Ahead of the upcoming Employment, Social Policy, Health and Consumer Affairs (EPSCO) Informal on February 7th and 8th in Dublin, Minister for Social Protection, Joan Burton TD, writes that Ireland's welfare system should be a springboard as well as a safety net for our unemployed.
Let's start with the figures, because they're simply horrendous. Across Europe right now, 5.5 million young people – one in five of those aged between 15 and 24 who are on the labour market – are without a job. In some individual member states, the situation is even worse.
In Spain and Greece, it's one in every two young people on the labour market, with youth unemployment rates above 50 per cent. In Ireland, the rate is 32 per cent, which corresponds to about 61,000 young people.
This is not just a problem. It's an existential crisis for the European Union. The economic cost has been estimated at more than €150bn a year, or 1.2 per cent of EU GDP. But how do we measure the social cost, the terrible and potentially lasting effects of unemployment on the young people themselves?
The internationally respected economists David Bell and David Blanchflower found that even a short spell of unemployment when young can have devastating effects throughout a person's life.
The Youth Guarantee is ambitious. But we have to be ambitious – the sheer scale of the crisis demands it.
Youth unemployment increases the likelihood of being unemployed later in life. And there are a host of knock-on consequences on pay, health and status. In short, youth unemployment leaves permanent scars. That is why I say this is no mere problem for the EU; it's a potential personal and societal tragedy. So what can be done about it?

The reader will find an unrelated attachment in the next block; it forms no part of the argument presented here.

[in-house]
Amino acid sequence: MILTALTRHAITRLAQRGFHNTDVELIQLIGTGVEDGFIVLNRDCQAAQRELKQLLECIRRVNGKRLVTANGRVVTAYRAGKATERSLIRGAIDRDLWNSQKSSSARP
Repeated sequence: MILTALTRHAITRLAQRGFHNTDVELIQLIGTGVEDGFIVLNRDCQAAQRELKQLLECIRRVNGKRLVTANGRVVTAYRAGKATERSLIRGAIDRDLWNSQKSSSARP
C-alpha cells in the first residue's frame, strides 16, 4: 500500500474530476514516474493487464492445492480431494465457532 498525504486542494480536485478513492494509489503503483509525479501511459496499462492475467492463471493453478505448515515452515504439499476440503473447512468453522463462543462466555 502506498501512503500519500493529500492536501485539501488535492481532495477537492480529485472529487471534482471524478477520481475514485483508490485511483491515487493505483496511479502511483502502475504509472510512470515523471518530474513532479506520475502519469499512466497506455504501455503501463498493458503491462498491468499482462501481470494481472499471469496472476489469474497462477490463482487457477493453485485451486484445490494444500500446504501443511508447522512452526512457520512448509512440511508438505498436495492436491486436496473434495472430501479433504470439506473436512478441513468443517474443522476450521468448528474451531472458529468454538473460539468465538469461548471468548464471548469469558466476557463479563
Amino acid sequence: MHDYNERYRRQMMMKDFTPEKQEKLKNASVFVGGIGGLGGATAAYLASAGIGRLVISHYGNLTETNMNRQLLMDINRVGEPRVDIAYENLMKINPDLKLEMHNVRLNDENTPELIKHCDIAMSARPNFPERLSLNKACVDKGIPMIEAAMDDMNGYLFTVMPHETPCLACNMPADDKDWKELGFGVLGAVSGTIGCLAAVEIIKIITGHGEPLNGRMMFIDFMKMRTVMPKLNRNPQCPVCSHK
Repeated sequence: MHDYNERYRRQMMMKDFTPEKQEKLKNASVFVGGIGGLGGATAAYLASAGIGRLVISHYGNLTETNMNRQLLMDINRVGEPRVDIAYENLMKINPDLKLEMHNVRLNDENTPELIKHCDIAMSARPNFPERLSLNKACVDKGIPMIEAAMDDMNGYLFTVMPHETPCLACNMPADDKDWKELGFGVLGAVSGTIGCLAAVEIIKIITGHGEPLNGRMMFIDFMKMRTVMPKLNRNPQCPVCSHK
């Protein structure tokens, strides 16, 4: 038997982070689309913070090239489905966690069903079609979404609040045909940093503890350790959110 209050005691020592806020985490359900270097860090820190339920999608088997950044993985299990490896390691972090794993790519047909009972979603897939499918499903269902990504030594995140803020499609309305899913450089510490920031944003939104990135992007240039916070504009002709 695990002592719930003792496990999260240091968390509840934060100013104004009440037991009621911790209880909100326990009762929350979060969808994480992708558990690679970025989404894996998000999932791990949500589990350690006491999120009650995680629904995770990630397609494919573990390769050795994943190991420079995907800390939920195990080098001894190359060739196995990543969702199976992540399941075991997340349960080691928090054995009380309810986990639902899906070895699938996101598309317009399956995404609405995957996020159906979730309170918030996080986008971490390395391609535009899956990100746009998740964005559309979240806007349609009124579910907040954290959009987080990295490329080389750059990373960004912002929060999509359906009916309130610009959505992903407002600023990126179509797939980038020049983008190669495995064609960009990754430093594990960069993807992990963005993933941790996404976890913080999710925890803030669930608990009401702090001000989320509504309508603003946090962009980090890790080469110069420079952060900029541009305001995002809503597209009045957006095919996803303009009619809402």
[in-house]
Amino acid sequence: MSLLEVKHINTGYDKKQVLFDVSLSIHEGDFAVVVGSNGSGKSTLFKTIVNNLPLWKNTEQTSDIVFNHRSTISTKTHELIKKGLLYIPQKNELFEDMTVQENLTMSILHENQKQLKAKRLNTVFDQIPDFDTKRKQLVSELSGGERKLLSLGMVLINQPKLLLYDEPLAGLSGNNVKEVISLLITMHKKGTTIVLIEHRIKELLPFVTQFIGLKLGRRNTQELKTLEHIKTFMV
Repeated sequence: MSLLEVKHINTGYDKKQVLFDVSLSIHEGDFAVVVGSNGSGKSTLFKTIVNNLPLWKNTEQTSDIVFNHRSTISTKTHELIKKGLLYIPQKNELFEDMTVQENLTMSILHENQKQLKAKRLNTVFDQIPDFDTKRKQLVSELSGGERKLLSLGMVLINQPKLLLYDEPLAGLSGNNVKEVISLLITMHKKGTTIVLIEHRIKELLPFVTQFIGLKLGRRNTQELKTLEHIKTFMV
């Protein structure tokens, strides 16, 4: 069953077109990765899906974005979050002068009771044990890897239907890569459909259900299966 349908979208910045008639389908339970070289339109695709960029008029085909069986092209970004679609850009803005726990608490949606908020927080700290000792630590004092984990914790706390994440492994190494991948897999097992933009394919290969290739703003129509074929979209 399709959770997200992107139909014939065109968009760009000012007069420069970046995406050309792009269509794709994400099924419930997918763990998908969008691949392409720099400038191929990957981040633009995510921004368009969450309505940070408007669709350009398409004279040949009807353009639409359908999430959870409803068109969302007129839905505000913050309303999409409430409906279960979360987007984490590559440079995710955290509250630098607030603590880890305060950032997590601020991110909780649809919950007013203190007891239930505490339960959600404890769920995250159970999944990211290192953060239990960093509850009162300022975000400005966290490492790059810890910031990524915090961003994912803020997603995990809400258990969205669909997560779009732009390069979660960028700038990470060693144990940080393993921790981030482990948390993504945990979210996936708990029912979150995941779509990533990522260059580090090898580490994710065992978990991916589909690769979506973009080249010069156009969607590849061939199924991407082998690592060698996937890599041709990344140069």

This week in Dublin Castle, as part of Ireland's presidency of the Council of the EU, social protection and employment ministers from the member states will gather to discuss this and other issues.
My colleague, Jobs Minister Richard Bruton, will chair discussions on skills development and training for growth sectors of the economy.
I will chair discussions on the youth unemployment crisis, and a key proposal to tackle it, namely the Youth Guarantee. Like all good ideas, it is a simple one – that member states would guarantee every young person under 25 a job, training or educational placement within a set number of months of becoming unemployed. But agreement will not be simple. During the negotiations so far, several member states have expressed understandable concerns, including how such a scheme would be funded.
But while I am cognisant of those concerns, we simply have to overcome them. Yes, the Youth Guarantee is ambitious. But we have to be ambitious – the sheer scale of the crisis demands it.
On the funding side, the European Commission envisages member states prioritising some of the money they receive from the European Social Fund to implement the guarantee. As part of our Presidency, Ireland is chairing separate negotiations on the wider EU budget for 2014 to 2020, including the ESF.
As chair, Ireland will act as honest broker in those negotiations, seeking to move them forward in a fair and impartial way. On the wider EU approach, I will say this, though: it is now clear that austerity policies cannot go on forever.
The IMF itself has acknowledged it underestimated the effects of austerity. Aside from the policy, the EU's response to the economic crisis has been far too slow, even if the pieces are gradually coming together now, five years later.
We cannot wait five years to tackle the youth unemployment crisis. To do so would be to fail our young people, and stack up problems for the Union down the line.
I am confident that during the Irish presidency we can deliver a successful outcome to these negotiations and get agreement on a deal. It won't mean that everybody will find employment overnight. But it will create opportunities and give hope to Europe's youth, and lay a sustainable foundation for the EU's future.
Joan Burton TD is Minister for Social Protection. This article originally appeared in the Sunday Independent.